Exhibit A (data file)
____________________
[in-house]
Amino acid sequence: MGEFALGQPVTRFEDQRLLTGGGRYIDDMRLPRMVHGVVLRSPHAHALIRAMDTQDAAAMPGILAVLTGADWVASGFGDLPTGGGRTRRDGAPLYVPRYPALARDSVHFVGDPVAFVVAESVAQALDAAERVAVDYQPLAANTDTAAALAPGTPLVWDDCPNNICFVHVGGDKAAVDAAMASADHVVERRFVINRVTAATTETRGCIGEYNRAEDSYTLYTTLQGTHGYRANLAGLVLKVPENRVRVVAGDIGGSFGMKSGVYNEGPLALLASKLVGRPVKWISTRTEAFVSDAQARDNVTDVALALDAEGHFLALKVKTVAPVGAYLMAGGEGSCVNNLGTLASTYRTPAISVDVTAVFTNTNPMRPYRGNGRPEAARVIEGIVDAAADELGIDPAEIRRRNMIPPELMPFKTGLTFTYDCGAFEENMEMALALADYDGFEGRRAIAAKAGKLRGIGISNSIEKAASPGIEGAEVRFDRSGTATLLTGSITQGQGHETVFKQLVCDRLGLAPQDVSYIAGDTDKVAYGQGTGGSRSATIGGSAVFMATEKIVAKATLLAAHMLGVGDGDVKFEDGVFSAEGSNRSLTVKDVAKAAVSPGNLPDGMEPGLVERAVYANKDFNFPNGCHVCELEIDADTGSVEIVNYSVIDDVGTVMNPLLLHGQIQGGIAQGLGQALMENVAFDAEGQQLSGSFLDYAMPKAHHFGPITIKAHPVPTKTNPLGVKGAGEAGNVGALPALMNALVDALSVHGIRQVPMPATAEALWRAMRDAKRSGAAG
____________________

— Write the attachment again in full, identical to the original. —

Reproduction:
[in-house]
Amino acid sequence: MGEFALGQPVTRFEDQRLLTGGGRYIDDMRLPRMVHGVVLRSPHAHALIRAMDTQDAAAMPGILAVLTGADWVASGFGDLPTGGGRTRRDGAPLYVPRYPALARDSVHFVGDPVAFVVAESVAQALDAAERVAVDYQPLAANTDTAAALAPGTPLVWDDCPNNICFVHVGGDKAAVDAAMASADHVVERRFVINRVTAATTETRGCIGEYNRAEDSYTLYTTLQGTHGYRANLAGLVLKVPENRVRVVAGDIGGSFGMKSGVYNEGPLALLASKLVGRPVKWISTRTEAFVSDAQARDNVTDVALALDAEGHFLALKVKTVAPVGAYLMAGGEGSCVNNLGTLASTYRTPAISVDVTAVFTNTNPMRPYRGNGRPEAARVIEGIVDAAADELGIDPAEIRRRNMIPPELMPFKTGLTFTYDCGAFEENMEMALALADYDGFEGRRAIAAKAGKLRGIGISNSIEKAASPGIEGAEVRFDRSGTATLLTGSITQGQGHETVFKQLVCDRLGLAPQDVSYIAGDTDKVAYGQGTGGSRSATIGGSAVFMATEKIVAKATLLAAHMLGVGDGDVKFEDGVFSAEGSNRSLTVKDVAKAAVSPGNLPDGMEPGLVERAVYANKDFNFPNGCHVCELEIDADTGSVEIVNYSVIDDVGTVMNPLLLHGQIQGGIAQGLGQALMENVAFDAEGQQLSGSFLDYAMPKAHHFGPITIKAHPVPTKTNPLGVKGAGEAGNVGALPALMNALVDALSVHGIRQVPMPATAEALWRAMRDAKRSGAAG